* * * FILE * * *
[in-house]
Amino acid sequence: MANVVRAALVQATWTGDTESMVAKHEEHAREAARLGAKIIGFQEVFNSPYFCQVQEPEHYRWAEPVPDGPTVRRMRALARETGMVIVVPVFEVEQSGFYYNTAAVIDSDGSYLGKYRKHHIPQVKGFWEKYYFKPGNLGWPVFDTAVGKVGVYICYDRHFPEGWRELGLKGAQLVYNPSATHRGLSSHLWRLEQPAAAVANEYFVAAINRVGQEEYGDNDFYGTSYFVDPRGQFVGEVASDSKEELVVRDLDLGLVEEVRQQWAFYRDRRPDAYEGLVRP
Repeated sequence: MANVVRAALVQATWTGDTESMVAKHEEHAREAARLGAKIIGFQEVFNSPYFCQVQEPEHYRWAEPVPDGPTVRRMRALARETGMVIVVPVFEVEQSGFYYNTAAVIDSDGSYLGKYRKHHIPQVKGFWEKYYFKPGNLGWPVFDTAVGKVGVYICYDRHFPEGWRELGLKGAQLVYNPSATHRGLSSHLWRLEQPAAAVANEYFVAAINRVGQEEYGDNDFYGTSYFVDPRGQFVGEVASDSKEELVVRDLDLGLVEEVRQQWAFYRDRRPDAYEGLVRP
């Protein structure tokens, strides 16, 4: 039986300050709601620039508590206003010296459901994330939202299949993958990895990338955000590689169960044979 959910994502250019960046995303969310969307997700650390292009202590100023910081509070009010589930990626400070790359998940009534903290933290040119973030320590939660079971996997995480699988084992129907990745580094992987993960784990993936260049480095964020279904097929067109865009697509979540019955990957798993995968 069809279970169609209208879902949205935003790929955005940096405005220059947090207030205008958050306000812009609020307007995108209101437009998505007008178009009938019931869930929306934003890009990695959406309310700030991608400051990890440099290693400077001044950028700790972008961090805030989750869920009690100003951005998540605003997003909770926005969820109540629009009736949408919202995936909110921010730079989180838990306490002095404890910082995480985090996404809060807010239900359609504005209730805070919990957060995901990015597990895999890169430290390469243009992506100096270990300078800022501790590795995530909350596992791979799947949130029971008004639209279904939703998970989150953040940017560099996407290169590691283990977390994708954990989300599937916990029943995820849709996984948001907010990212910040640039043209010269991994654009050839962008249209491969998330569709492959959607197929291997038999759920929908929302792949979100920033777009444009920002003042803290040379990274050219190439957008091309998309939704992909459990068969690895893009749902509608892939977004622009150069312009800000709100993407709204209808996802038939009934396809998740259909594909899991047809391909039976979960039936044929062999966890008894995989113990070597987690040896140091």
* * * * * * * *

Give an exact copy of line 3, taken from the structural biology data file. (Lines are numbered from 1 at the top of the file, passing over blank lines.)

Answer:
Repeated sequence: MANVVRAALVQATWTGDTESMVAKHEEHAREAARLGAKIIGFQEVFNSPYFCQVQEPEHYRWAEPVPDGPTVRRMRALARETGMVIVVPVFEVEQSGFYYNTAAVIDSDGSYLGKYRKHHIPQVKGFWEKYYFKPGNLGWPVFDTAVGKVGVYICYDRHFPEGWRELGLKGAQLVYNPSATHRGLSSHLWRLEQPAAAVANEYFVAAINRVGQEEYGDNDFYGTSYFVDPRGQFVGEVASDSKEELVVRDLDLGLVEEVRQQWAFYRDRRPDAYEGLVRP